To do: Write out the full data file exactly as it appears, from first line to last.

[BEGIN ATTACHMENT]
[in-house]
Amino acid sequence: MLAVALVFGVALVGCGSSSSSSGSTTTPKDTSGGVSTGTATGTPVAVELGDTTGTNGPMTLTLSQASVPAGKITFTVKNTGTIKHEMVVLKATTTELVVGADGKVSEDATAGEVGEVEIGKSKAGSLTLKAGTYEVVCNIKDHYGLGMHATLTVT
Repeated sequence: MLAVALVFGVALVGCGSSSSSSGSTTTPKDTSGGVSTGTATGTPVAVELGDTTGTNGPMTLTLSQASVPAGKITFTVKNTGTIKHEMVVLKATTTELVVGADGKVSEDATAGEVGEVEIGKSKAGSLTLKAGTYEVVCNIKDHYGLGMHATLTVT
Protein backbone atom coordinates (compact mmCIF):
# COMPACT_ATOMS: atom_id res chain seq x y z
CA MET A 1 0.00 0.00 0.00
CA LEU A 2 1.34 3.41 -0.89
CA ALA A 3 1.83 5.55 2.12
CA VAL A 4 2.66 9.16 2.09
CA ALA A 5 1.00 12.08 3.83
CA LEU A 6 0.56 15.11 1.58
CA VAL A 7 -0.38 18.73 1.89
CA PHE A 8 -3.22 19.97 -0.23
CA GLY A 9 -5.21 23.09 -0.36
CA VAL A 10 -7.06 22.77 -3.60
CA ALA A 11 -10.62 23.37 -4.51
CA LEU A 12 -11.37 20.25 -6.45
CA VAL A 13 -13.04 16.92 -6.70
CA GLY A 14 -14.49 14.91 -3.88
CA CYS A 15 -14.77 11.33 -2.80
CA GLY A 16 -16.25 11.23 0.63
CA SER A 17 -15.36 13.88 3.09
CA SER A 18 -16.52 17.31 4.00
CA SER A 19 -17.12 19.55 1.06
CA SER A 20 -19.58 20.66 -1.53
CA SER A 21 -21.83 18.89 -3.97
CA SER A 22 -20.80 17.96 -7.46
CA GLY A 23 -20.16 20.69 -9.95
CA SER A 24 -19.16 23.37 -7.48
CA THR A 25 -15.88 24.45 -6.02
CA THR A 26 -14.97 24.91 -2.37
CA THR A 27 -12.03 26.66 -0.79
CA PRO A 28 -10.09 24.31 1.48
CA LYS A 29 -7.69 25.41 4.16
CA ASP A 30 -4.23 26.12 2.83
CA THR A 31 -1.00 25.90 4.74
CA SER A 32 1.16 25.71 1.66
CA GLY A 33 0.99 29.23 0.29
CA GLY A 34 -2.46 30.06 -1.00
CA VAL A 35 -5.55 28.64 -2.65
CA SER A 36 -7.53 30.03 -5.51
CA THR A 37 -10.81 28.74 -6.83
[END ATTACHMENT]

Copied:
[in-house]
Amino acid sequence: MLAVALVFGVALVGCGSSSSSSGSTTTPKDTSGGVSTGTATGTPVAVELGDTTGTNGPMTLTLSQASVPAGKITFTVKNTGTIKHEMVVLKATTTELVVGADGKVSEDATAGEVGEVEIGKSKAGSLTLKAGTYEVVCNIKDHYGLGMHATLTVT
Repeated sequence: MLAVALVFGVALVGCGSSSSSSGSTTTPKDTSGGVSTGTATGTPVAVELGDTTGTNGPMTLTLSQASVPAGKITFTVKNTGTIKHEMVVLKATTTELVVGADGKVSEDATAGEVGEVEIGKSKAGSLTLKAGTYEVVCNIKDHYGLGMHATLTVT
Protein backbone atom coordinates (compact mmCIF):
# COMPACT_ATOMS: atom_id res chain seq x y z
CA MET A 1 0.00 0.00 0.00
CA LEU A 2 1.34 3.41 -0.89
CA ALA A 3 1.83 5.55 2.12
CA VAL A 4 2.66 9.16 2.09
CA ALA A 5 1.00 12.08 3.83
CA LEU A 6 0.56 15.11 1.58
CA VAL A 7 -0.38 18.73 1.89
CA PHE A 8 -3.22 19.97 -0.23
CA GLY A 9 -5.21 23.09 -0.36
CA VAL A 10 -7.06 22.77 -3.60
CA ALA A 11 -10.62 23.37 -4.51
CA LEU A 12 -11.37 20.25 -6.45
CA VAL A 13 -13.04 16.92 -6.70
CA GLY A 14 -14.49 14.91 -3.88
CA CYS A 15 -14.77 11.33 -2.80
CA GLY A 16 -16.25 11.23 0.63
CA SER A 17 -15.36 13.88 3.09
CA SER A 18 -16.52 17.31 4.00
CA SER A 19 -17.12 19.55 1.06
CA SER A 20 -19.58 20.66 -1.53
CA SER A 21 -21.83 18.89 -3.97
CA SER A 22 -20.80 17.96 -7.46
CA GLY A 23 -20.16 20.69 -9.95
CA SER A 24 -19.16 23.37 -7.48
CA THR A 25 -15.88 24.45 -6.02
CA THR A 26 -14.97 24.91 -2.37
CA THR A 27 -12.03 26.66 -0.79
CA PRO A 28 -10.09 24.31 1.48
CA LYS A 29 -7.69 25.41 4.16
CA ASP A 30 -4.23 26.12 2.83
CA THR A 31 -1.00 25.90 4.74
CA SER A 32 1.16 25.71 1.66
CA GLY A 33 0.99 29.23 0.29
CA GLY A 34 -2.46 30.06 -1.00
CA VAL A 35 -5.55 28.64 -2.65
CA SER A 36 -7.53 30.03 -5.51
CA THR A 37 -10.81 28.74 -6.83